From the Archives: The History of Disease Outbreaks at Albion College

The graduating class of 1919 experienced the outbreak of the Spanish Flu first hand in October of 1918. At the time of the outbreak, classes closed for a week along with the movie theatre (Photo Courtesy of Albion College Archives and Special Collections).

Albion College was founded 185 years ago, which means this isn’t the first time the school has been faced with a pandemic. Many of these diseases were much deadlier than Covid-19 (which has a fatality rate of 0.25%–3.0%). Albion College has never closed down for more than a week for a disease, not even when the Spanish Flu was on campus from 1917 to 1919.

A newspaper clipping from the 1918 outbreak of the measles at Albion College drew attention to Sigma Chi fraternity’s 10-day quarantine (Photo Courtesy of Albion College Archives and Special Collections).

Measles: 1918 

The measles dates back to the seventh century. It has a fatality rate of 15% with a 25% chance of neurological damage. Before 1963, when the vaccine was created, there were an estimated 3-4 million cases annually. The measles previously had an epidemic every 2-3 years, and Albion College soon became infected. 

On February 20th, 1918, fraternity members frantically wrote to their parents, asking if they were immune to the Measles. Sigma Chi, Alpha Tau Omega and Delta Tau Delta all became centers for the measles and mumps. The houses were quickly put into quarantine. Students who had never contracted the measles before were quarantined for 10 days, while those who had the measles as a child went about their days as usual.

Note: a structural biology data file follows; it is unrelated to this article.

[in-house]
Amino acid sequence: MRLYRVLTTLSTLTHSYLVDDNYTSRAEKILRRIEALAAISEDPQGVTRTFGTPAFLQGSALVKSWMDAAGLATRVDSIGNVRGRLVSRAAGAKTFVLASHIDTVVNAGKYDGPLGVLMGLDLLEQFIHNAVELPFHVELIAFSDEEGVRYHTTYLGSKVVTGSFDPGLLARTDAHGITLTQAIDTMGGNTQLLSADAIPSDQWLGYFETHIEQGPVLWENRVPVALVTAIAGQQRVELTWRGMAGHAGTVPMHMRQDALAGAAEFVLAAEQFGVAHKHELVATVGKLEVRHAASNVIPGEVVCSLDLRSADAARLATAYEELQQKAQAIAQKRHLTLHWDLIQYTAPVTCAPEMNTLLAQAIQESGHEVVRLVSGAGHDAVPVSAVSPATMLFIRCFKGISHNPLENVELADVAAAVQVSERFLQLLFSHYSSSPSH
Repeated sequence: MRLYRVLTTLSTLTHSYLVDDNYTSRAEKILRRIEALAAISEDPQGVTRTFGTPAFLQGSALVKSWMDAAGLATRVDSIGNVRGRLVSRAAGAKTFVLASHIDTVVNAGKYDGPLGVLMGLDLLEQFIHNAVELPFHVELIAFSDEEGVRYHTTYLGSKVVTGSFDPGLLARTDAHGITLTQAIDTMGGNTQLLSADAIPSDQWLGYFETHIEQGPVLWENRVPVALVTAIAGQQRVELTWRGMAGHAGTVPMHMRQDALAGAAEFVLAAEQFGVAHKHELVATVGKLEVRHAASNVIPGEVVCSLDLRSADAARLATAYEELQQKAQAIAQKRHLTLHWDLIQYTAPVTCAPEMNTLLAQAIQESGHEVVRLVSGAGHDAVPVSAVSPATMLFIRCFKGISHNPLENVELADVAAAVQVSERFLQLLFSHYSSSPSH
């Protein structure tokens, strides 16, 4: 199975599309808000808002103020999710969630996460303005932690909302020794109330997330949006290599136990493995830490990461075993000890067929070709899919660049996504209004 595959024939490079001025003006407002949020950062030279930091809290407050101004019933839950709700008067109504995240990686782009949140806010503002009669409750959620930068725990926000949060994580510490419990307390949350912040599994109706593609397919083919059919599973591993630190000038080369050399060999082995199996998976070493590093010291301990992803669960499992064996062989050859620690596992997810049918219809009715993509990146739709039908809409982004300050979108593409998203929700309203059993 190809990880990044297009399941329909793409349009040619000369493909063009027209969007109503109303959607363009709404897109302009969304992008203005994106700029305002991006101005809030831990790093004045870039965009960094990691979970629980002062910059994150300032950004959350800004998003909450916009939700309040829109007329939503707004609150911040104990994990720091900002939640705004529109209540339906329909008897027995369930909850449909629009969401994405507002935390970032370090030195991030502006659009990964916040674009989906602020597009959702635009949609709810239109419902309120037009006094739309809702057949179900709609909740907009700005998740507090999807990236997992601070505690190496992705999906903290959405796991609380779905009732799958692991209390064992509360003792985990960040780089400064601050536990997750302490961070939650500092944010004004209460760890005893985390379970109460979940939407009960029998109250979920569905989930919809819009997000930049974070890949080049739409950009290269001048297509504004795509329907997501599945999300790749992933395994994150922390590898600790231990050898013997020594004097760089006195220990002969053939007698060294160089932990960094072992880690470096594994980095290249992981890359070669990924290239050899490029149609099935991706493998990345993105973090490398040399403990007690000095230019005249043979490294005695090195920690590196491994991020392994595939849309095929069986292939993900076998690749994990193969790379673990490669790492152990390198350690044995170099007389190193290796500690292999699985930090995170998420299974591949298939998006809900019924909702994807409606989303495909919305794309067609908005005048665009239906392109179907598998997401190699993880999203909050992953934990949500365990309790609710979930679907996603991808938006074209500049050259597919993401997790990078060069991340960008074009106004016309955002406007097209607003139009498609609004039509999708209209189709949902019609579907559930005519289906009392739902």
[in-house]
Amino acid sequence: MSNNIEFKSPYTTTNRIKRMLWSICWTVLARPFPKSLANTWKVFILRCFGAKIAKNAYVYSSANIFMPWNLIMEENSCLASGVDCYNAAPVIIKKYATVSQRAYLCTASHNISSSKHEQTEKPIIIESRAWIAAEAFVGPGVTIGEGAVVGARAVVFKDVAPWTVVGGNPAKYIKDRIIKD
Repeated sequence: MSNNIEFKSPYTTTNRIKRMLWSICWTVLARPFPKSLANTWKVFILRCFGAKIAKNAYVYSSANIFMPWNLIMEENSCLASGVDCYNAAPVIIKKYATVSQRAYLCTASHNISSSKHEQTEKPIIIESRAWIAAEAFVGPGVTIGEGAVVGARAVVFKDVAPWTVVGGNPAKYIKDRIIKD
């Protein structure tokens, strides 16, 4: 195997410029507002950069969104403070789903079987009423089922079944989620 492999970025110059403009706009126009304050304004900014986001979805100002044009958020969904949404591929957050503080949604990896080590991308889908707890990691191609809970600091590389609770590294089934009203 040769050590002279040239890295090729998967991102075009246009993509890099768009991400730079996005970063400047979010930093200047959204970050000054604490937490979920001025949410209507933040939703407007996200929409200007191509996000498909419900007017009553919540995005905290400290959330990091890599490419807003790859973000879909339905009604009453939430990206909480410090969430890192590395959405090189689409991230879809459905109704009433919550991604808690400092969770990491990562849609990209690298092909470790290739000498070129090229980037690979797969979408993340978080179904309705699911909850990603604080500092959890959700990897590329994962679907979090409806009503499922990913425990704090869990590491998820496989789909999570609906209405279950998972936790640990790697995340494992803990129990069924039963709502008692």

Spanish Flu: 1918

In November of 1918, the Pleiad published a series of letters from a student, “Jim,” (no last name was cited) describing his experience with the Spanish Flu. He stayed in the gymnasium, which had been temporarily turned into a hospital, as he struggled to stay alive (Photo Courtesy of Albion College Archives and Special Collections).

The Spanish Flu spread worldwide and is one of the more recent pandemics. The fatality rate was estimated to be greater than 2.5%, but the highest mortality rate was in the 20-40 year age group. This meant that Albion’s students were especially vulnerable in October of 1918 when everyone came back from summer break. 

The college moved quickly and turned both Robinson and the old gymnasium into hospitals. They later turned the Delta Gamma Lodge into a hospital as well. A total of 2,217 people died between 1917 and 1918 from the Spanish Flu. It appears that Albion’s campus only had 150 cases and only one student death.

In December of 1952, Albion College students banded together to raise funds for a Kalamazoo College athlete who contracted Polio (Photo Courtesy of Albion College Archives and Special Collections).

Polio: 1952

The first outbreaks of Polio began appearing in the United States in 1843, reaching a peak in 1952. Polio is a viral disease that attacks the nervous system, causing paralysis. Children were often asymptomatic and had a fatality rate of 2-5%, while adults were highly at risk with a fatality rate of 15-30%. During its peak, there were 57,628 reported cases of Polio with 3,145 deaths. 

According to articles published by The Pleiad during the outbreak, polio wasn’t all that frightening for students. Polio cases in Albion’s community and in other small colleges brought students together. Student organizations like sports teams and Greek fraternities were quick to raise funds and any other help for those in their community with Polio.

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